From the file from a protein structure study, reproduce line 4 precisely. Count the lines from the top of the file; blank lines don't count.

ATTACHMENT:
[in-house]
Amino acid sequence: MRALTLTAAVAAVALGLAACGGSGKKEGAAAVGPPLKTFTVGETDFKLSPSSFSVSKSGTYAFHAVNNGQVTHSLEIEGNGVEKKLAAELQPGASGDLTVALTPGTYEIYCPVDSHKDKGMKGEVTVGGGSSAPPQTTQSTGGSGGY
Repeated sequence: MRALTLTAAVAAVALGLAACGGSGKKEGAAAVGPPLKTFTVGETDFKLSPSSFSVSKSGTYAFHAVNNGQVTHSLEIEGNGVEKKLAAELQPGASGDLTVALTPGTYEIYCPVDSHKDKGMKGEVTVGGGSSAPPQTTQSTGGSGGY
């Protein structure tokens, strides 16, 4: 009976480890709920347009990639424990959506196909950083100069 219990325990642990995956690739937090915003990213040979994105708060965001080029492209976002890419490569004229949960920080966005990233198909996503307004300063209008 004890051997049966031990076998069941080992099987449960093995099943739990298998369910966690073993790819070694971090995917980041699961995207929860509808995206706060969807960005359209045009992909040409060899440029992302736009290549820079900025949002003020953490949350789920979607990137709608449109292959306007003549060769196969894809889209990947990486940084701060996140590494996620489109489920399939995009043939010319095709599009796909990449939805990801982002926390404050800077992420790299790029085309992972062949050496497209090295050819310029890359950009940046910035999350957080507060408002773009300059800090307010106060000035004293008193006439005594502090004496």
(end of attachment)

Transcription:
């Protein structure tokens, strides 16, 4: 009976480890709920347009990639424990959506196909950083100069 219990325990642990995956690739937090915003990213040979994105708060965001080029492209976002890419490569004229949960920080966005990233198909996503307004300063209008 004890051997049966031990076998069941080992099987449960093995099943739990298998369910966690073993790819070694971090995917980041699961995207929860509808995206706060969807960005359209045009992909040409060899440029992302736009290549820079900025949002003020953490949350789920979607990137709608449109292959306007003549060769196969894809889209990947990486940084701060996140590494996620489109489920399939995009043939010319095709599009796909990449939805990801982002926390404050800077992420790299790029085309992972062949050496497209090295050819310029890359950009940046910035999350957080507060408002773009300059800090307010106060000035004293008193006439005594502090004496």